Five Popular PLC Programming Languages You Need to Know

Posted by Harvie Hill on

PLC programming languages are used to program the automation devices in the industrial field. The device connect through PLCs can perform certain tasks like moving products or sorting them. The 5 most popular PLC Programing languages nowadays are all part of International Electrotechnical Commission Section 61131-3 Standard. IEC Standard is a set of rules that standardize PLC languages.

The PLC programming language can be divided into two section: text-based and graphical.

Five Popular PLC Programming Languages You Need to Know

Text-based Languages:

  • Instruction List (IL)
  • Structured Text (ST)

Graphical Languages:

  • Ladder Logic Diagram (LLD)
  • Sequential Function Charts (SFC)
  • Function Block Diagram (FBD)

The following are the introduction of the 5 programming languages.

1.Instruction List (IL)

Instruction List is a textual based language. Similar to Assembly Language, IL makes use of an important concept of mnemonic codes, including LD (Load), AND, OR, etc.

instruction-list mnemonic codes

 

Example:

LD A (Load A)

AND B (And B)

ST C (Store result in C, i.e. output to C)

In the first line of the program, LD is the operator, A the operand, and the words at the ends of program lines.

LD A is thus the instruction to load A into the memory register. It can then later be called on for further operations. The next line of the program has the Boolean operation AND performed with A and B. The last line has the result stored in C, that is,output to C.

 2.Structured Text (ST)

Structured Text is also a textual based language,which is a high-level language that like C, Pascal and Basic. When you use the ST language, you must write out each line of code.

With the function such as FOR, WHILE, IF, ELSE, ELSEIF AND CASE, ST is a very powerful tool that can execute complex tasks utilizing algorithms and mathematical functions along with repetitive tasks. Separating by semicolons, the code uses statements to change the inputs, outputs or variables.

Example:

TxtState := STATES[StateMachine];

 

CASE StateMachine OF

   1: ClosingValve();

      StateMachine := 2;

   2: OpeningValve();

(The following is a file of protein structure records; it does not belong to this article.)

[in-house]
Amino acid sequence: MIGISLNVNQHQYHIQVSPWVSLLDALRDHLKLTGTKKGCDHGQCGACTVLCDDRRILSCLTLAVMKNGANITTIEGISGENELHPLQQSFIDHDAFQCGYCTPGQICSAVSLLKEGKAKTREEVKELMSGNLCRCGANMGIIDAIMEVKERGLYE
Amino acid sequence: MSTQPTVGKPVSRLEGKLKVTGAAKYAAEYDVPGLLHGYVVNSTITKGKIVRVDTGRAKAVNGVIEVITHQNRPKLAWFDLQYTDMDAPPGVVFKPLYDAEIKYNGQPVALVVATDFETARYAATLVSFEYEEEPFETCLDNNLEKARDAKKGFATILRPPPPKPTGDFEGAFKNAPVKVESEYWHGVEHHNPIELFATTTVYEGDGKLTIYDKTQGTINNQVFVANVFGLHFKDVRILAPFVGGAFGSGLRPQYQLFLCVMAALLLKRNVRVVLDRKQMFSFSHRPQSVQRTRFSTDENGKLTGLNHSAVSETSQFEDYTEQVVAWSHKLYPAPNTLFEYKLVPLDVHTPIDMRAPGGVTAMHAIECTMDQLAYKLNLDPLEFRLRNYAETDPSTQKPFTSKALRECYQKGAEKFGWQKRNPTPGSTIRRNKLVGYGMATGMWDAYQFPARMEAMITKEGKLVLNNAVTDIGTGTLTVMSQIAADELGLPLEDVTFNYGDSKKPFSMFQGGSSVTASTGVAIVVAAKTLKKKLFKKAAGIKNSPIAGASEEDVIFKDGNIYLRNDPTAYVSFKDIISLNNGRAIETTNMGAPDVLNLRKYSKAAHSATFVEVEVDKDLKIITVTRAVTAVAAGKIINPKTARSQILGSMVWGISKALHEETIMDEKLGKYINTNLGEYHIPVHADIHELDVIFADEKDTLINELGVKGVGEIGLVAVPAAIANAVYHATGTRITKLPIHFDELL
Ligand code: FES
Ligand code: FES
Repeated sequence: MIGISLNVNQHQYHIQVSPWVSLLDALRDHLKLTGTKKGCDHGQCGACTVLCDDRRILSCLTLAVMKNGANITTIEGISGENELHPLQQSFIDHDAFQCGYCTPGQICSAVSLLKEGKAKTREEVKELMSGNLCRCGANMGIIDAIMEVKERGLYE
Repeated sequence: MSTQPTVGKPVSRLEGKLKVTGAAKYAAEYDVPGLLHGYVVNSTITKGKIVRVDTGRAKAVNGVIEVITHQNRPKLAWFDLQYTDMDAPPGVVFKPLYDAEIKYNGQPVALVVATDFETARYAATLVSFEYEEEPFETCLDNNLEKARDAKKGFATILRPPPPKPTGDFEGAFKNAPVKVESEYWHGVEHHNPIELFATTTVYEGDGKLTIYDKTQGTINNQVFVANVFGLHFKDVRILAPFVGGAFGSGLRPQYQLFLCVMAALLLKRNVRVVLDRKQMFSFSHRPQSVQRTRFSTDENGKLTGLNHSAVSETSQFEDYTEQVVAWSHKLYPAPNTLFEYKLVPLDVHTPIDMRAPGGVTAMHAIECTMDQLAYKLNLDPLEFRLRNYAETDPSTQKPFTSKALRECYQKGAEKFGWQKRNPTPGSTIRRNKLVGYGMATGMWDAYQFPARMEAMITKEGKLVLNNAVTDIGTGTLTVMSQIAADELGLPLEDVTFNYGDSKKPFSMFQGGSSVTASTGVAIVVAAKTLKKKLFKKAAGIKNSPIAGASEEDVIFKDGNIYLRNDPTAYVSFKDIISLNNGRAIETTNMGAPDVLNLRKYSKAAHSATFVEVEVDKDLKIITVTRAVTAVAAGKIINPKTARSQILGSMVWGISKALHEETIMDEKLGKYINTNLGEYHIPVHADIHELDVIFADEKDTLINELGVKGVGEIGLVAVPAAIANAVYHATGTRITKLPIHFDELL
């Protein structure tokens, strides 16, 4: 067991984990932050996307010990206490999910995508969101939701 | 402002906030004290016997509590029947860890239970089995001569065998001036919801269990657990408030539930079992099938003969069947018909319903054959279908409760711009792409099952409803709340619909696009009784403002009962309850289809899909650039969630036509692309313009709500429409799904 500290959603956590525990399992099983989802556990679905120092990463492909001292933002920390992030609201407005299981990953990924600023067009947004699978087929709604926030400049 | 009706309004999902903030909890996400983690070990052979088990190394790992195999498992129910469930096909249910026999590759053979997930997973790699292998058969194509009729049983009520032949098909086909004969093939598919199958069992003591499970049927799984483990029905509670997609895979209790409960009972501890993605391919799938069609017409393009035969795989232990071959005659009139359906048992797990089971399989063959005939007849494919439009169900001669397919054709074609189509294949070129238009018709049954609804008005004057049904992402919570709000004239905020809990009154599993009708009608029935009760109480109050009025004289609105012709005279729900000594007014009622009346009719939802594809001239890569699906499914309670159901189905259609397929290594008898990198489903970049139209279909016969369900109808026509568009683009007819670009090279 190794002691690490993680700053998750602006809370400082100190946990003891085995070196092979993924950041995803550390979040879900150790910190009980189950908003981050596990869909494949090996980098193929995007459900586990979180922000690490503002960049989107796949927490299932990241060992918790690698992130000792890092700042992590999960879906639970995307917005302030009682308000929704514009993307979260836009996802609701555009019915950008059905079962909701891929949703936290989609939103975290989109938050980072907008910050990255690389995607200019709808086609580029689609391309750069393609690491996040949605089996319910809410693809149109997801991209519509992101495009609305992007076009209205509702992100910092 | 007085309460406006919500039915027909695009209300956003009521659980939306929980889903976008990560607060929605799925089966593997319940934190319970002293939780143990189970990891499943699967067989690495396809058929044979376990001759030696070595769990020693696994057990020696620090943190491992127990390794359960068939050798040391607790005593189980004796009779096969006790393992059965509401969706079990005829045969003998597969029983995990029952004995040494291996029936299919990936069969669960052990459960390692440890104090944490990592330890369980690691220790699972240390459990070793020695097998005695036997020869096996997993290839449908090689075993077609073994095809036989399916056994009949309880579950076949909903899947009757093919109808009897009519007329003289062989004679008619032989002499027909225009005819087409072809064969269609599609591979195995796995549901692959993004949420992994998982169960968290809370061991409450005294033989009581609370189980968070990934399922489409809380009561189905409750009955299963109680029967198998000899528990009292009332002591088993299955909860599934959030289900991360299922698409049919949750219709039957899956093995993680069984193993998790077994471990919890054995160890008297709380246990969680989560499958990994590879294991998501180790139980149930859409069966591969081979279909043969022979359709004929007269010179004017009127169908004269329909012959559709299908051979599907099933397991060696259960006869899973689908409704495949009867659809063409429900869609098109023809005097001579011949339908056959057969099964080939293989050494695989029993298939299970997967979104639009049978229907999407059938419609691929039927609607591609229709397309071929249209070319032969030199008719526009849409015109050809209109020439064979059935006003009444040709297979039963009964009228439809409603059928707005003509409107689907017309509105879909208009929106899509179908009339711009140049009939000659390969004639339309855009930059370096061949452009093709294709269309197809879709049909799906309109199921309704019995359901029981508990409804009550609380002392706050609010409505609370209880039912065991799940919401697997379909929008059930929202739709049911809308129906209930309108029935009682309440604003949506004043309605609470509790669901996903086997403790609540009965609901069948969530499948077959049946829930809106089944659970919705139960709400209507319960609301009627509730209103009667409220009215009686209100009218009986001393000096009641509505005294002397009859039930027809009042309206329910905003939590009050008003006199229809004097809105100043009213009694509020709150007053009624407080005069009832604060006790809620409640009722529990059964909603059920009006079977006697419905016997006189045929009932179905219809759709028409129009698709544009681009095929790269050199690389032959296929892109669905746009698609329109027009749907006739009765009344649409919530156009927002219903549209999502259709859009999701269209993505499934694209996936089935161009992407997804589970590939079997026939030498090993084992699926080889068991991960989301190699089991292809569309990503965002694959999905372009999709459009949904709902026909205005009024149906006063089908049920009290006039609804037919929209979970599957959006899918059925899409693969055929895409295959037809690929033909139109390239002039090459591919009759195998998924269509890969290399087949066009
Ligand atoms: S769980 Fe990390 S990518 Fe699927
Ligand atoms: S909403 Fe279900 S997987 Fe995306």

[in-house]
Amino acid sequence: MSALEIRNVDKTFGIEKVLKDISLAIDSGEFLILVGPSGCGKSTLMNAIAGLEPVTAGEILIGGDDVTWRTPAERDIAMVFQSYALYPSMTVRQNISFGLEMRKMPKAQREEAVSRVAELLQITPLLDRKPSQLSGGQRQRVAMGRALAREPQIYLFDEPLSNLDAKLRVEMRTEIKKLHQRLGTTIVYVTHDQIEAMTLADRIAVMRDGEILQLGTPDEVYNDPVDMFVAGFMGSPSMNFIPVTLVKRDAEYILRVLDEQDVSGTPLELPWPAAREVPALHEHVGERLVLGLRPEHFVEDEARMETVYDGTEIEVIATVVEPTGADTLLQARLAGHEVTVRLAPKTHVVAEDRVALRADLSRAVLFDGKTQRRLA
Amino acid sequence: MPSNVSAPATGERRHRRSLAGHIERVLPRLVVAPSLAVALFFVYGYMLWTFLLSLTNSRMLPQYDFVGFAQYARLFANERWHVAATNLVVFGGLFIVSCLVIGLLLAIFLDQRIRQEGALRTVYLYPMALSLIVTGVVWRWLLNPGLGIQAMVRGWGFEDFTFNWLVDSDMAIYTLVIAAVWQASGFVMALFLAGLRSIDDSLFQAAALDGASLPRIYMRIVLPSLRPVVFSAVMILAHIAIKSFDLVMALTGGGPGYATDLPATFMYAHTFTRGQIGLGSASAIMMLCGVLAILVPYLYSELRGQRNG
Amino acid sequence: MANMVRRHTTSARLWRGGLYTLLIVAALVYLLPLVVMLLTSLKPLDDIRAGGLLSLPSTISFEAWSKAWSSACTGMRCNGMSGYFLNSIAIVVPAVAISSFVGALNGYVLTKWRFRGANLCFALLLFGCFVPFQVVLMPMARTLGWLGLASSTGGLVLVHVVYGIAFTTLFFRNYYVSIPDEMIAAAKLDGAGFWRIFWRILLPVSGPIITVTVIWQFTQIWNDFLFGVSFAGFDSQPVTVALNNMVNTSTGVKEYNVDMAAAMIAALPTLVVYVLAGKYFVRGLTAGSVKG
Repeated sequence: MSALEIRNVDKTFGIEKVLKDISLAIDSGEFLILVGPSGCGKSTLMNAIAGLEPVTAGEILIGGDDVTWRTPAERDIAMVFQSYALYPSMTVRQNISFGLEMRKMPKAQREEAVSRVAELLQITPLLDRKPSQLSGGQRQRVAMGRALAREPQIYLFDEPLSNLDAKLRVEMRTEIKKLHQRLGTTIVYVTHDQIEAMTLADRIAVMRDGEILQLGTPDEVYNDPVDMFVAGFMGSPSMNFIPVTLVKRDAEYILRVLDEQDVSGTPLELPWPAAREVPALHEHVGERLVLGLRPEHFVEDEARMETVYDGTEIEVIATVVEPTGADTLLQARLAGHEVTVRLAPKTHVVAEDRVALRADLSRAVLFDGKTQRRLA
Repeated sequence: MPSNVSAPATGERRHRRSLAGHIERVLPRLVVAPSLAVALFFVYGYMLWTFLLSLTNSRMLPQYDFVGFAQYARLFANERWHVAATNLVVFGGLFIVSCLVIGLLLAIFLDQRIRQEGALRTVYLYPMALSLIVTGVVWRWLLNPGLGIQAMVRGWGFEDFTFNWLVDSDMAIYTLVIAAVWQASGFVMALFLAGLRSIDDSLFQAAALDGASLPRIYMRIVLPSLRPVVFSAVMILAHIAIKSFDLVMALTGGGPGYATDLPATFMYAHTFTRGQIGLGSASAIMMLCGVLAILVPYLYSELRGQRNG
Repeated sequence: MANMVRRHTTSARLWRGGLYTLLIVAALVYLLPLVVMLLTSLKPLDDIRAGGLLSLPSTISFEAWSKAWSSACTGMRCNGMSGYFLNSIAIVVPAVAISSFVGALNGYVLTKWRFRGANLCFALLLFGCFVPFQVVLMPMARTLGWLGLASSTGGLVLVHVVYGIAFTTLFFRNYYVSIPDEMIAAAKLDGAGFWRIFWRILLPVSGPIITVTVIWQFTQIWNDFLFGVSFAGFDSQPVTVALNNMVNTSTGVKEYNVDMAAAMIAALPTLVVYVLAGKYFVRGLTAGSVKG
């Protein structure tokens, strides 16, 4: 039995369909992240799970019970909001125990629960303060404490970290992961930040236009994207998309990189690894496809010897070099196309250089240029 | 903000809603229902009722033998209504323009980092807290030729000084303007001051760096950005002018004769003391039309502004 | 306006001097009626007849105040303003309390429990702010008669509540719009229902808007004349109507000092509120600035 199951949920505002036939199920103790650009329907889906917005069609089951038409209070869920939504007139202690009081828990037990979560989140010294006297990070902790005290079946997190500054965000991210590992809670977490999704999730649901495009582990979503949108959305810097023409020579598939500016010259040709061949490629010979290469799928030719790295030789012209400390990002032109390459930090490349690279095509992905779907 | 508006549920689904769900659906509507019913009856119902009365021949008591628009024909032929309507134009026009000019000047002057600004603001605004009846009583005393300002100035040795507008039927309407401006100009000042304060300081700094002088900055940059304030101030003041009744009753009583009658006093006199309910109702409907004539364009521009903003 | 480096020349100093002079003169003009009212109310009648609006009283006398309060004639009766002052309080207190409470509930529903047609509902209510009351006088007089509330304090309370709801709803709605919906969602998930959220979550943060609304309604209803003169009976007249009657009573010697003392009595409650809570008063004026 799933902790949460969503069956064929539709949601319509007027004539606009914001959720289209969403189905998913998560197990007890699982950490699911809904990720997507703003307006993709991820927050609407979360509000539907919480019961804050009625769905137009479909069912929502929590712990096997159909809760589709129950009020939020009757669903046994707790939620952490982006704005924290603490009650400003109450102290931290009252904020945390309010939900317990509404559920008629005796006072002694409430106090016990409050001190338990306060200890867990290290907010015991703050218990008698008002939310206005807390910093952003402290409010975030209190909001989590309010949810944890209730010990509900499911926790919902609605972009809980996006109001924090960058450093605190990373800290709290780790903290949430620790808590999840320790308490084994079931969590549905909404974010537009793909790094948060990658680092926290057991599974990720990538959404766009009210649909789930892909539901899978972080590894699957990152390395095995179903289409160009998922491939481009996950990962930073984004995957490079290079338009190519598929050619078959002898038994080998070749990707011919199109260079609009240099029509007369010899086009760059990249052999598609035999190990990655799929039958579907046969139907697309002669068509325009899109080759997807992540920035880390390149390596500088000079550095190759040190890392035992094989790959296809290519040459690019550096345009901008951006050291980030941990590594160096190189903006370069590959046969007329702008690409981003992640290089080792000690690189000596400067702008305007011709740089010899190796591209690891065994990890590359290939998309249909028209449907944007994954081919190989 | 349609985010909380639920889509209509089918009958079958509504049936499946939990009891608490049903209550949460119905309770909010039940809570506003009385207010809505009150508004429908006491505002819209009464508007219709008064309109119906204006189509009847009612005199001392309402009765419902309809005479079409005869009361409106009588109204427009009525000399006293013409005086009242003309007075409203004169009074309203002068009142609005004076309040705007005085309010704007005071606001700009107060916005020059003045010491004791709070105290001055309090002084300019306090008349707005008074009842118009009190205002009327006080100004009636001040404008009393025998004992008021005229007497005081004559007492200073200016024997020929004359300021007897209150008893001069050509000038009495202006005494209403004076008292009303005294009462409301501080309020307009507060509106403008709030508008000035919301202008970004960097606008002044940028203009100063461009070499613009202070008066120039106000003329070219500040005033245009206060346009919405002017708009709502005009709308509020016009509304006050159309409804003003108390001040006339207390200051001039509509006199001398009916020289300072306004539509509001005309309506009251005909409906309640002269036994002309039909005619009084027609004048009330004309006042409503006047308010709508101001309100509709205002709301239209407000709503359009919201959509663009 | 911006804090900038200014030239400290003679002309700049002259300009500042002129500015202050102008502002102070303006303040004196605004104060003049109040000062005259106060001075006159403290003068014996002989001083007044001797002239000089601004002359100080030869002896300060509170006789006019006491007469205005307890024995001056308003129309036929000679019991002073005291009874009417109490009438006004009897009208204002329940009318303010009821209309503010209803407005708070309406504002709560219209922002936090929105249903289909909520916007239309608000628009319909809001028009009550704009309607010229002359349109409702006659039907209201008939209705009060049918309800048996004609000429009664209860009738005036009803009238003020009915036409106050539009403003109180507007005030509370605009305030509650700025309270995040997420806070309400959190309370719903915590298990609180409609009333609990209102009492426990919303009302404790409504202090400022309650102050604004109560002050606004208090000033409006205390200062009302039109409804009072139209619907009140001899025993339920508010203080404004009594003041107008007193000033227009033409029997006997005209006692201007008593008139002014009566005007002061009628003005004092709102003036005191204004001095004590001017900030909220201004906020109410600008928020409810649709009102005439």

ELSE

    BadCase();

END_CASE;

Unlike in some other programming languages, there is no fallthrough for the CASE statement: the first matching condition is entered, and after running its statements, the CASE block is left without checking other conditions.

3. Ladder Logic Diagram (LLD)

Ladder Logic Diagram was originally a written method to document the design and construction of relay racks, which used physical devices, such as switches and mechanical relays to control processes. Ladder logic has evolved into a programming language that represents a program by a graphical diagram based on the circuit diagrams of relay logic hardware. Ladder logic is used to develop software for programmable logic controllers (PLCs) used in industrial control applications.

Example:

Example-Ladder-Logic-Diagram

Relay logic diagrams represent the physical interconnection of devices. Each rung would have a unique identifying reference number and the individual wires on that rung would have wire numbers as a derivative of the rung number.

 4. Sequential Function Charts (SFC)

A Sequential Function Chart (SFC) is a series of scripts that are defined in a single location, and then called in sequential order. Additional elements in the chart can determine where the flow of the chart will lead. Charts can loop around indefinitely, or execute a set number of times before ending. Sequential Function Charts are based on a graphical programming language in the IEC 61131-1 standard.

SFCs are used to execute logic in ways that are more convenient to structure than with Python scripts or PLC programming alone. Because of their inherently visual depiction, they help to illuminate logic to users, and facilitate intuitive development and refinement. Charts can be monitored as they run visually, making troubleshooting easier than with scripting alone.

Example:

Sequential Function Chart Architecture Examples

The chart would Start and then move to the first motor. 
The Start Motor 1 action would then run a script to start Motor 1. 
Once the script finishes, the chart then flows to Start Motor 2, and calls a script that would start Motor 2. 
When the second script finishes, the chart flows to the End step, and concludes the chart.

5. Function Block Diagram (FBD)

The Function Block Diagram (FBD) is a graphical language for programmable logic controller design,[1] that can describe the function between input variables and output variables. A function is described as a set of elementary blocks. Input and output variables are connected to blocks by connection lines.

FBD is fundamental for all PLC programmers. It is a great way to implement everything from logic to timers, PID controllers, and even a SCADA system in your solution, etc.

Example

Simple function block diagram

Inputs and outputs of the blocks are wired together with connection lines, or links. Single lines may be used to connect two logical points of the diagram:

  • An input variable and an input of a block
  • An output of a block and an input of another block
  • An output of a block and an output variable